Albion National Bank, 1905
Failed and Closed 1912
With the expiration of the charter of the first National Bank of Albion, the Albion National Bank was organized and received charter No. 7552, on January 11, 1905. Business officially began on January 14. The bank started with a capital fo $50,000. The original stockholders were: Willoughby O’Donoughue, president; Henry Montgomery Dearing, cashier; M.D. Weeks, James C. Eslow, and A.J. Howell. Each owned 100 shares. Seven years later, because of an incredible forgery scheme instituted by the cashier Dearing, and his son, Palmer M. Dearing, the bank was ruined, countless Albion citizens lost their money.
The financial troubles for the bank already had begun during the era of the old First National Bank, when in 197, the bank was forced to reduce its capital by $50,000 because of mismanagement on the part of cashier H.M. Dearing. At the time of the bank’s organization into the Albion National Bank in 1905, Dearing secretly discovered that the finances of the old bank were still in poor shape, and that he had erroneously overpaid depositors and stockholders interest and dividends over several years.
Compounding the financial woes, shortly after the organization of the Albion National Bank, Dearing approved a loan of $21,000 to a fraudulent Jackson hay dealer, Charles Young. This same man had previously caused the Springport bank to fail by defaulting on a loan. Young soon defaulted on the loan given to him by Dearing. Fearing to tell the bank directors about the loss, Dearing committed the crime of forging bank notes on the names of bank depositors in order to cover up the $21,000 loss.
Furthermore, the bank had also loaned a substantial amount of money to the Cook Manufacturing Company, in which the Dearings had obtained a controlling interest, and which was managed by Palmer Dearing. The company ran up a huge debt. and the bank directors ordered the debt be reduced. Seeing how easy it had been to forge bank loan notes, H.M. then introduced his son Palmer to his forgery scheme, and the two men began forging loan notes of the Cook Manufacturing Company on the names of people throughout the country.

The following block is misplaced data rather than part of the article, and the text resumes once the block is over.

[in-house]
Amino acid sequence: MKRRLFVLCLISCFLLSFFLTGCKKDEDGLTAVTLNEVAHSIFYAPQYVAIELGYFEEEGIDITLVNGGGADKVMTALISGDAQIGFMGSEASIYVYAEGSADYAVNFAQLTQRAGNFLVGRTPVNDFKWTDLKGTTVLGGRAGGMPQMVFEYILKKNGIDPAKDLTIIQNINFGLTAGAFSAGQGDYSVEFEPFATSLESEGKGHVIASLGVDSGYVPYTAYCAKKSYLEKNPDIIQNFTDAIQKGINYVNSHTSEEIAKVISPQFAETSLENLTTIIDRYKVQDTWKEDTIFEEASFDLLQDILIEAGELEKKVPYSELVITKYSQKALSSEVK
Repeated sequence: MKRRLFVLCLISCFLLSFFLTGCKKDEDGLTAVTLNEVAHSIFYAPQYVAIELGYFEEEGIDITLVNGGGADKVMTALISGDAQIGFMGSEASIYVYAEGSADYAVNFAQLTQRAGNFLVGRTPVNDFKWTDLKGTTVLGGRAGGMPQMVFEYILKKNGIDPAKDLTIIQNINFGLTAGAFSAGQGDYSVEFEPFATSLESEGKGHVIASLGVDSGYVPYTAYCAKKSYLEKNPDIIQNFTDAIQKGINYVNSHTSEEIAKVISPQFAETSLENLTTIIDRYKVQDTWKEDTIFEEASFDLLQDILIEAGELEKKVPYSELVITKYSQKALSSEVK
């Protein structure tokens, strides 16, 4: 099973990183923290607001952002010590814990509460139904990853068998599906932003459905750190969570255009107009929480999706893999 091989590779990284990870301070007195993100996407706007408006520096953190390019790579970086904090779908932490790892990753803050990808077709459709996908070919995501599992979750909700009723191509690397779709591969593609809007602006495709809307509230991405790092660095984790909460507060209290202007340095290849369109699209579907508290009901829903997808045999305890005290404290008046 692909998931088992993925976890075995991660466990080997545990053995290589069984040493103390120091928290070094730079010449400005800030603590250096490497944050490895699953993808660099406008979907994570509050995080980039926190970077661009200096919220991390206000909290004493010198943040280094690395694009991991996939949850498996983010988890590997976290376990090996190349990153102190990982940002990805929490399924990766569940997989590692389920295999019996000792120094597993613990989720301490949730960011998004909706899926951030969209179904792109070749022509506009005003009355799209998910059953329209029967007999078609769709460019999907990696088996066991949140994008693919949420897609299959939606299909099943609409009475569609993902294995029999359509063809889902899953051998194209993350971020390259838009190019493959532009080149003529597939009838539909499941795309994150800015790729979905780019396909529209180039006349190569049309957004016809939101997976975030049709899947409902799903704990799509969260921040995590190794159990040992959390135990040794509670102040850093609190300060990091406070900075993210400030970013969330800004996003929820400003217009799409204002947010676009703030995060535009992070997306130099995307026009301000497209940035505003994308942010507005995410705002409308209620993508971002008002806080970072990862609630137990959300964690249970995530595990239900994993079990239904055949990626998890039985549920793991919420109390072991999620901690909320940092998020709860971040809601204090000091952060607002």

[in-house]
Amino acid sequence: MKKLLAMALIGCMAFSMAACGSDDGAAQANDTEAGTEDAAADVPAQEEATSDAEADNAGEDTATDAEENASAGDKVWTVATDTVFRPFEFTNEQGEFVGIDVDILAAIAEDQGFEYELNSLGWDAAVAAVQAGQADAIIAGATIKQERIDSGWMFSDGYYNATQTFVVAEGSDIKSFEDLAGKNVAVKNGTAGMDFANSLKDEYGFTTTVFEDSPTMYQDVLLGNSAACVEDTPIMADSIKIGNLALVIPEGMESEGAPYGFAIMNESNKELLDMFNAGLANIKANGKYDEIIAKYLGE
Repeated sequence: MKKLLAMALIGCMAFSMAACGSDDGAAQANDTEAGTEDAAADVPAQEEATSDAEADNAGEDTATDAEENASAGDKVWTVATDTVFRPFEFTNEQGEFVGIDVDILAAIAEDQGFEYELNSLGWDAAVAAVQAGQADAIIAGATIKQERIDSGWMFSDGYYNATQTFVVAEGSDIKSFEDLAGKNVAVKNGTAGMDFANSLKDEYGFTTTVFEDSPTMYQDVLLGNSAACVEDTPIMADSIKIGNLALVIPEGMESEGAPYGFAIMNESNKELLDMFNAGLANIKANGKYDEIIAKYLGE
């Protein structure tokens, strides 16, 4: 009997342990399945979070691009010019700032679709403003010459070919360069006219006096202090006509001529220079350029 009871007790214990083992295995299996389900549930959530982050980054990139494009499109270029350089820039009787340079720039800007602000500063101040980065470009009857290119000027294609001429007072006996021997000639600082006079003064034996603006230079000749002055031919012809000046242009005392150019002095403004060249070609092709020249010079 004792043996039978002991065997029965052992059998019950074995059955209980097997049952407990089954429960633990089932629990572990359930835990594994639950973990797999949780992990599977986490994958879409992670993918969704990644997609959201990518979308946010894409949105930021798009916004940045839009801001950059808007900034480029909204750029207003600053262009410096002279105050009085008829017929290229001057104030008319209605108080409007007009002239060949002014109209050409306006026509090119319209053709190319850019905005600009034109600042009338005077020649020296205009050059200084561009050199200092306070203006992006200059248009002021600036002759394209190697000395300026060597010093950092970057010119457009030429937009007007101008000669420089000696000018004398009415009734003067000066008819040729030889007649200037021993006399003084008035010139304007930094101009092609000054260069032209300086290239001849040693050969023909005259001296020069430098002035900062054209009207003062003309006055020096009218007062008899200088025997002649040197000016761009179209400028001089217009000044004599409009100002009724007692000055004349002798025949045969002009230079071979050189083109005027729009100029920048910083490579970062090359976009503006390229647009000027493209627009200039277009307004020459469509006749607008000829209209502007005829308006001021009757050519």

By the time the U.S. Bank Examiner Herbert E. Johnson, in a routine inspection on December 29, 1911, uncovered the scheme, forgeries had climbed to $325,000.The last day of business for the ANB was Saturday, December 30, 1911. The forgery scheme was one of the largest in U.S. banking history at the time.
The citizens of Albion did not just stand still and watch their money disappear while the news of the failure surfaced and the subsequent trials progressed. On May 17, 1912, a group of 500 depositors met in the packed Business Men’s Hall, 202 S. Superior, to form a strategy in getting their money back. Another large meeting was held on the evening of December 4, 1912, in which a fifteen page petition and resolution was signed by depositors. It was accompanied by a flash photo of the irate group.
The depositors would find little recovery from the failure of the Albion National Bank. It was a disaster for the citizens of Albion, and became known as “Albion’s darkest hour.” The eyes of the state and nation were focused upon the wrecked financial institution, marking an ugly blot on the town’s good name.
Source: Frank Passic. Albion’s Banks and Bankers. Albion, Michigan:Albion Civic Foundation. 1985.